Here are those video links of what was the difference between Test Day 1 as well as Test Day 2 – first one and second one.

We had two test runs for Zoom the same as we had two test runs for the Live-streaming. Some people are fine with one test run. I am boggled by anyone who do NO test runs. Even if you have presenters arrive extra early the day of, there would be no time to run and get whatever was necessary. For example, do you have a long enough Ethernet cord to avoid wi-fi?

Plus, having a second Test Run before the actual “big day” makes it possible to see if all that was discussed was solved. There could then be time to fix remaining issues. Our Story Crossroads Spectacular would not have gone as smoothly had we had a follow-up test run.

Although I had the option, I did not record the test runs with Zoom. It was the standard checking on backgrounds, lighting, and sound. Csenge Zalka from Hungary had issues with Internet connection while Bruce Walker from Alabama had issues with sound. Everyone will be different in what is more pressing to fix. They each had plans to work this out.

We also discussed about sharing screens. Csenge Zalka and Bruce Walker wanted slides shown. You can have the presenter/storyteller do that though we opted for me to do it. This frees their hands and, as my computer was linked to the Ethernet and NOT the wi-fi, a better chance that all would go well. It also made it easier to take down the slides at the right time and less stress for the presenters. Note to presenters/tellers–please do not say a page number in connection to your slides. Have your slides in order of how you mean to present. When in full-screen mode, your host will not see page numbers. Saying “next” or “back one” works. No numbers.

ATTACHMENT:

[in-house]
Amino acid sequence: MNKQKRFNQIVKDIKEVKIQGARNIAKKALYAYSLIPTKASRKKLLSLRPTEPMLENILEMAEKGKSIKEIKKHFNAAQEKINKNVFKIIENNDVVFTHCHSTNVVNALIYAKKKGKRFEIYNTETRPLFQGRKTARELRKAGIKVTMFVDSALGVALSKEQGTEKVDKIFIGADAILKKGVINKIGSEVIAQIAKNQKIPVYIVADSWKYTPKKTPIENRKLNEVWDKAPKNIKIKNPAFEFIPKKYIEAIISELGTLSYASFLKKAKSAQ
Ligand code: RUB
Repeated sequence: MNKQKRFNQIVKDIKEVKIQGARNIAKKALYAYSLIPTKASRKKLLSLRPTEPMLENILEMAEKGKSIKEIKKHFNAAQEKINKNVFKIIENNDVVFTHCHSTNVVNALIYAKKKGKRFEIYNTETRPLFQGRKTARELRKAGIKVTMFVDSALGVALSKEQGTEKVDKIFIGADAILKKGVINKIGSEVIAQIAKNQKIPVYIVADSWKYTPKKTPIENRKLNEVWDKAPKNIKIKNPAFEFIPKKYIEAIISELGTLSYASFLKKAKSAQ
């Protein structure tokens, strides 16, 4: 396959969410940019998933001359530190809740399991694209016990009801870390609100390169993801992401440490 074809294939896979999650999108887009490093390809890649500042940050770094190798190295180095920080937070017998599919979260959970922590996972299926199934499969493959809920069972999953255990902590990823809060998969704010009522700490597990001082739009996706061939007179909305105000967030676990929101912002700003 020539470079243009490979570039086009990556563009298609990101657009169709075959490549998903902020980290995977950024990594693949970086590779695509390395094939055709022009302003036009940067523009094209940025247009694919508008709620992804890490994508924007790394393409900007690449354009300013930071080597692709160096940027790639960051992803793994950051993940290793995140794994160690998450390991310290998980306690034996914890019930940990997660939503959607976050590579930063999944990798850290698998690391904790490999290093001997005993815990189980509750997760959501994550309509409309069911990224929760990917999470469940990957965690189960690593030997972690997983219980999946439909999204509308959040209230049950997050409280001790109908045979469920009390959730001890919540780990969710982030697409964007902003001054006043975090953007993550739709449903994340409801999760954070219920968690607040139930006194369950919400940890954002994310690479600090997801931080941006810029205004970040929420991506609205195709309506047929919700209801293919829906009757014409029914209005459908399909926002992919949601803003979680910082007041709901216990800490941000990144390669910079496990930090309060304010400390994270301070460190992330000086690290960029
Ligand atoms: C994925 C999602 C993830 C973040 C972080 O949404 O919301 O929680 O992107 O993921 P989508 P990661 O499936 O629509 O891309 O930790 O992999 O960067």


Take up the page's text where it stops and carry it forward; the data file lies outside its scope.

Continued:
While coordinating slides and moderating simultaneously seem hard, this is why you always have co-hosts. For Csenge’s workshop, I had two other co-hosts. One person was in charge of admitting people into Zoom – usually the late ones. Another person was in charge of following the chat and recognizing questions to then be brought up later during appropriate question and answer times.

Now, there will always be late ones. We encouraged attendees to arrive 15 minutes before start time. We showed/screen-shared the 5-minute Zoom Basics video that we had commissioned by Jim Brule’–which is a link anyone can share if this helps teach attendees of your own events if you happen to use Zoom. Prior to this, we gave clear instructions with that Zoom Basics video link in case attendees truly could not make it 15 minutes early.

After the Zoom Basics video, we allowed people to mingle the remaining 8 minutes or so. Due to the number of Zoom attendees, we only allowed mingling by chat though we had gallery view so people could wave. You may think this mean, but we had 60+ people and things can get out-of-hand. The moderator and host need to be in control so things can be smooth. People were courteous to the rules and all turned out wonderful.

We let people know that we would end without mingling due to being ready for the next virtual event. Once again, people were kind and understanding.

Test Runs and discussions with clear instructions make it all work out in the end.

Plenty of adventures await me–and you–on these spectacular secrets.

Want to discover more secrets beyond this 5-part Blog Series? Rachel Hedman will represent Story Crossroads at the National Storytelling Network’s CONNECTED Virtual Storytelling Conference & Festival on Saturday, June 6, 2020 from 3:00pm-4:30pm CDT (2:00pm-3:30pm MDT). You can register for this session only or a conference package.

Check out the the next adventure on Saturday, June 20, 2020 from 9:00am-10:30am MDT from your computer- The Big Why Panel: Historical Storytelling meets Humanities.

See our 5-video playlist from the Story Crossroads Spectacular by clicking here.

Published by storycrossroads

Story Crossroads fosters creative and compassionate communities through the art of storytelling. 501(c)(3)